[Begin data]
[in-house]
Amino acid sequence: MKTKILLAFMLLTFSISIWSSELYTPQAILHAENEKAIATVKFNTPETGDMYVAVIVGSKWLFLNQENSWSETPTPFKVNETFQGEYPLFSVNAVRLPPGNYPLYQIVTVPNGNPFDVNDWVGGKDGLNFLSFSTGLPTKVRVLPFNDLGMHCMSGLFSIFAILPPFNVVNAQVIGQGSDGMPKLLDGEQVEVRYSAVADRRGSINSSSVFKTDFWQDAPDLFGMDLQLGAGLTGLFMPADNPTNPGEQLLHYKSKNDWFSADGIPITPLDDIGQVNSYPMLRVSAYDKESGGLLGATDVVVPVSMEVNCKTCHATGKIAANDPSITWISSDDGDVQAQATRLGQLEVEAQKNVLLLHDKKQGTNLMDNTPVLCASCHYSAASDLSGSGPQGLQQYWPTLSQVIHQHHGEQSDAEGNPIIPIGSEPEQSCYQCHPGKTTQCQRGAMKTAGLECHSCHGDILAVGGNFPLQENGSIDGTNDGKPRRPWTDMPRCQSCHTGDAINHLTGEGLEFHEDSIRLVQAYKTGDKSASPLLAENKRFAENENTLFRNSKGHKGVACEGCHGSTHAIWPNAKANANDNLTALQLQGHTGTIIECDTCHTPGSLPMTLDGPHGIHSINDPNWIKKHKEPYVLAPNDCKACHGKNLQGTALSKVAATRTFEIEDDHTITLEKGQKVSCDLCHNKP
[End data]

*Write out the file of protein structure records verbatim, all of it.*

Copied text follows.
[in-house]
Amino acid sequence: MKTKILLAFMLLTFSISIWSSELYTPQAILHAENEKAIATVKFNTPETGDMYVAVIVGSKWLFLNQENSWSETPTPFKVNETFQGEYPLFSVNAVRLPPGNYPLYQIVTVPNGNPFDVNDWVGGKDGLNFLSFSTGLPTKVRVLPFNDLGMHCMSGLFSIFAILPPFNVVNAQVIGQGSDGMPKLLDGEQVEVRYSAVADRRGSINSSSVFKTDFWQDAPDLFGMDLQLGAGLTGLFMPADNPTNPGEQLLHYKSKNDWFSADGIPITPLDDIGQVNSYPMLRVSAYDKESGGLLGATDVVVPVSMEVNCKTCHATGKIAANDPSITWISSDDGDVQAQATRLGQLEVEAQKNVLLLHDKKQGTNLMDNTPVLCASCHYSAASDLSGSGPQGLQQYWPTLSQVIHQHHGEQSDAEGNPIIPIGSEPEQSCYQCHPGKTTQCQRGAMKTAGLECHSCHGDILAVGGNFPLQENGSIDGTNDGKPRRPWTDMPRCQSCHTGDAINHLTGEGLEFHEDSIRLVQAYKTGDKSASPLLAENKRFAENENTLFRNSKGHKGVACEGCHGSTHAIWPNAKANANDNLTALQLQGHTGTIIECDTCHTPGSLPMTLDGPHGIHSINDPNWIKKHKEPYVLAPNDCKACHGKNLQGTALSKVAATRTFEIEDDHTITLEKGQKVSCDLCHNKP